The century old vision of the common good as expressed in urban parkland is at least partially realized in Boston’s Emerald Necklace. Thinking about the parks that were, and were not, built over the last decades is a great way to consider our climate-constrained future. What lessons should we learn about the interplay of green spaces in dense urban areas? We talk with an author and champion for urban hiking.
The reading list:
- Pictures and commentary on the finished portion of the Emerald Necklace
- Pictures and commentary from hiking the unfinished portion of the Necklace
- Follow Miles at @MilesPerHoward
- Miles Howard home page
- Howard in the Globe on urban hiking
- 2015 Globe article on Olympic Plans for Columbia Road
- An overview of Olmsted and links to maps from the Emerald Necklace Conservancy
- Olmsted and Central Park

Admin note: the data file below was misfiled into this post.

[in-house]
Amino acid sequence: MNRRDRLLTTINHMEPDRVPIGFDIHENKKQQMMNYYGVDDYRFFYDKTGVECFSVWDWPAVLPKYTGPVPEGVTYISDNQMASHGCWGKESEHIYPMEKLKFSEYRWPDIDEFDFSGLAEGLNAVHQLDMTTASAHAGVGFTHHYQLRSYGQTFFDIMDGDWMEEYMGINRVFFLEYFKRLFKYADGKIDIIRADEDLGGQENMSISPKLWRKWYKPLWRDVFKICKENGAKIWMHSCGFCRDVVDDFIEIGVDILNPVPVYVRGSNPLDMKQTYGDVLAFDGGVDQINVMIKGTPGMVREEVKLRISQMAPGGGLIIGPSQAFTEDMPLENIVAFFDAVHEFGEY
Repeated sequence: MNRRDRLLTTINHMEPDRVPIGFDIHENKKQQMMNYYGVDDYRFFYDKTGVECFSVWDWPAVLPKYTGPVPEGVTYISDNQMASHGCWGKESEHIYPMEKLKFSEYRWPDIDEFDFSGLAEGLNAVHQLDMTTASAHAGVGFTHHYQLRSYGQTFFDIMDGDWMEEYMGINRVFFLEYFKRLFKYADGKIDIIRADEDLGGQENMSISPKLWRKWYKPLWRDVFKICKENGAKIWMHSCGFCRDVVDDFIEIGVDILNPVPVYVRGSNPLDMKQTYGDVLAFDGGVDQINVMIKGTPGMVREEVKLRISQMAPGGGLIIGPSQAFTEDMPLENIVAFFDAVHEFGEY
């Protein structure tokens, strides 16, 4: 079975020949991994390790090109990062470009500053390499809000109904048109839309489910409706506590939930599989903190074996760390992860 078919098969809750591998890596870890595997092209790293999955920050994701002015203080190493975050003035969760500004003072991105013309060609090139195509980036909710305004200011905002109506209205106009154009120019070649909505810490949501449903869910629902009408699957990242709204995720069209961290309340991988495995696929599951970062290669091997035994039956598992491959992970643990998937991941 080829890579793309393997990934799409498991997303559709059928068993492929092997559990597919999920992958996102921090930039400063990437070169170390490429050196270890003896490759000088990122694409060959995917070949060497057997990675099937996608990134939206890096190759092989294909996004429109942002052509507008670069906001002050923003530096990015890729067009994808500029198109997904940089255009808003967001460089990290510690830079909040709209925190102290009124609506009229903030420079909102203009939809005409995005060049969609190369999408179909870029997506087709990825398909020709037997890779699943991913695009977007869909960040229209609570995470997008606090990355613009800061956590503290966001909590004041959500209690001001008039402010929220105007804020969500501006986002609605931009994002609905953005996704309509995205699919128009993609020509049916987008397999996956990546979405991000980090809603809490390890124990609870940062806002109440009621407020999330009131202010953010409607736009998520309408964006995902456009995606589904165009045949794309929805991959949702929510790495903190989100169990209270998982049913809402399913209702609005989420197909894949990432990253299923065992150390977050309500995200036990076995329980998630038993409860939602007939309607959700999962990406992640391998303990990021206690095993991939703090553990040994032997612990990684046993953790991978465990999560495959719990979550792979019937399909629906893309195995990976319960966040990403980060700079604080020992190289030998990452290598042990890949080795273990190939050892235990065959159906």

- Buttonwood Park
- Olmsted Parks that weren't- an article on the history of the Necklace
- Saving trees on Melnea Cass Boulevard
Because we recognize the necessity of personal accountability for our actions, because we accept responsibility for a building a durable future and because we believe it is our patriotic duty as citizens to speak out, we must insist the United States transform it’s energy sector, over the next decade, under a just and equitable plan, that uses regulations, investments and a price on carbon to safeguard our collective future.
Thanks for listening.